Creatine and Sports Performance – Garage Strength

Creatine and Sports Performance



Garage Strength
Ahh creatine... The anabolic supplement?!

It was the year 2000. The Y2K scare had just come across the nation, people thought jets would fall out of the sky, computers would implode and creatine was the devil’s lettuce, or shall I say powder? I was deep into training as a 16-year-old, smashing weights on a prison bench in a cold gym, Miller’s Gym as it was known at the time. My Dad had just purchased a set of bumper plates for me for my Christmas gift and my brother and I were in the Garage (the future home of Garage Strength) smashing power cleans and incline benches. This was when we first started using creatine. My dad had done deep research on the supplement and found it was quite effective at increasing muscle mass and power output, so he did what every responsible parent should do, he got us on creatine, recognizing that there were ways to take advantage of the 5 days a week we spent training by ourselves in the cold Garage. 


Over time, people started to claim my dad was giving us steroids. Not just any old steroids, we are talking about THE steroid. The steroid is known as creatine. We were stronger than everyone in school, very explosive and had massive triceps (thanks to miracle gro’s) but everyone kept saying we were taking steroids. After a while, I started to wonder if creatine was a steroid? Did it make me so anabolic that I was cheating? Well, the story ends in the fact that creatine is a god damned amino acid. That’s it. We weren’t freaks of nature because we were on creatine, we were freaks of nature because we were training in a Garage five days a week without heat in the depths of a cold Pennsylvania winter. Fast forward nearly two decades and here we are today.

I just finished up a one hour podcast with one of the best creatine researchers in the entire world, Dr. Scott Forbes. Dr. Forbes is a professor in Manitoba, Canada. An intelligent dude with a researchers passion influenced by a competitive athlete’s background. That took him deep into the world of creatine. Can creatine help with cognitive ability? Can it help the geriatric world? What’s the best way to take creatine? Should it be loaded? How many grams should be taken a day? What’s the best time to dry scoop the powder? Should it be cycled on and off? Does it help with concussion recovery? Hell, could it have a positive impact on breastfeeding mothers (shout out to Caitlin, I love you)!?!! These were just a few of the topics we covered as we dove into one of the most enjoyable nutrition conversations I have ever held.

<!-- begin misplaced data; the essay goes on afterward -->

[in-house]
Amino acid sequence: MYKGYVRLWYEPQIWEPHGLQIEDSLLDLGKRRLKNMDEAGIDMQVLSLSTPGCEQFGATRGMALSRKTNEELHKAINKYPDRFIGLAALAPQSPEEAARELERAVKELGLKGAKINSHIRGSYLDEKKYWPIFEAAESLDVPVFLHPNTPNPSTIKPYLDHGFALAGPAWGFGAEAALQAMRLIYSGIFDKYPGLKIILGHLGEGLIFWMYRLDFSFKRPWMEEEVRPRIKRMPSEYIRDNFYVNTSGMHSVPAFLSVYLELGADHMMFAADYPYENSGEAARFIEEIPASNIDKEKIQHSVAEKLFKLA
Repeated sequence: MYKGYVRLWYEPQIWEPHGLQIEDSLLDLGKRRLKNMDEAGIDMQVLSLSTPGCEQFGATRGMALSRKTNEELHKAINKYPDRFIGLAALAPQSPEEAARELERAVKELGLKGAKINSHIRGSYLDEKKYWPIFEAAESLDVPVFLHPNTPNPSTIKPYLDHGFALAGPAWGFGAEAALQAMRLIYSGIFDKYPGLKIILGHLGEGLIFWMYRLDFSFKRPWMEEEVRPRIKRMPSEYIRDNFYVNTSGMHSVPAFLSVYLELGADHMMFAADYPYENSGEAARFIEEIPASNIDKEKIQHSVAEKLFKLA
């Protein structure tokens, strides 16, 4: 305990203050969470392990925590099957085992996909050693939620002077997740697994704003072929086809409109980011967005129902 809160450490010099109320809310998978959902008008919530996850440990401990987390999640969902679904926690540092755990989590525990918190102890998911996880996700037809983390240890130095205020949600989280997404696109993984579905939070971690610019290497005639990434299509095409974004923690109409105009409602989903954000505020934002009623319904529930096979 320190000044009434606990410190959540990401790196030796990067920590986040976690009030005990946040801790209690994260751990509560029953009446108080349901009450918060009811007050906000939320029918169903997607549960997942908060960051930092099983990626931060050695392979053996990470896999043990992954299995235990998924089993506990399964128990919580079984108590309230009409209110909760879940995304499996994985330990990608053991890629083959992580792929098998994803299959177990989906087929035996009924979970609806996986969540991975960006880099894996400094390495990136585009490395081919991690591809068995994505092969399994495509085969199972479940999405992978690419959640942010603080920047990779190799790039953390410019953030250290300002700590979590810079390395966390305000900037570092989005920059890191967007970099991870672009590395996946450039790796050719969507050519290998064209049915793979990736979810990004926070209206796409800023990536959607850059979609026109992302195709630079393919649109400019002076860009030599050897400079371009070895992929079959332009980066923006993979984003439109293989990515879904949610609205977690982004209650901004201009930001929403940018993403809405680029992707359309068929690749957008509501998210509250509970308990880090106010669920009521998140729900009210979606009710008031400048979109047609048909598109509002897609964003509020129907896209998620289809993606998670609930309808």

Get a Clue

Let’s start with the simpleton stuff. What the hell is creatine? In basic form, creatine is an amino acid. It is an amino acid synthesized from methionine, glycine, and arginine to form creatine. IT IS NOT A STEROID. IT IS NOT BANNED BY THE NCAA. I think for the remainder of this article, I will type in caps regarding all of the annoying misconceptions that people have garnered over the years. What it comes down to, creatine is an amino acid found consistently in muscle meat but also used by our body to facilitate the recycling of ATP, the energy currency of our cells. Creatine initiates ATP usage, it also has been shown that when muscles are saturated with greater levels of creatine that they are able to produce more power and will ultimately lead to greater size and increased levels of strength. For more information on the basis of creatine, I suggest researching creatine and phosphocreatine system.

Bullshit Misconceptions

One of the topics I discussed with Dr. Scott Forbes was entirely based around where many of the myths of creatine may stem from. As I have researched the topic since I was 15 years old and am constantly bewildered by what parents ask me regarding the amino acid, I decided to discuss this with my dad and other athletes that grew up during the creatine boom in the ’90s. The general consensus? People are fu$king idiots. My conclusion still goes back to a handful of baseball players that were smashing the home run records in the mid to late ’90s.


My first popular exposure to creatine was in an article Sports Illustrated did on Mark McGwire while he was smashing the single-season home run record that Roger Maris held for quite a long time. McGwire mentioned using creatine as part of his training regimen to get him over the 60 barriers for the single-season dinger record. It came to be known later that McGwire was smashing Andro and taking rampant amounts of gas (steroids for the normal people) to crush the home run record. This became a guilty affiliation and a black eye on creatine. People run with it, Fox News shits on it and everyone believes creatine is the devil and all of a sudden, Donald Trump is President. Ok, I took that a little too far but seriously, that’s how one of the greatest supplements on the planet gets a negative connotation.

What does it do?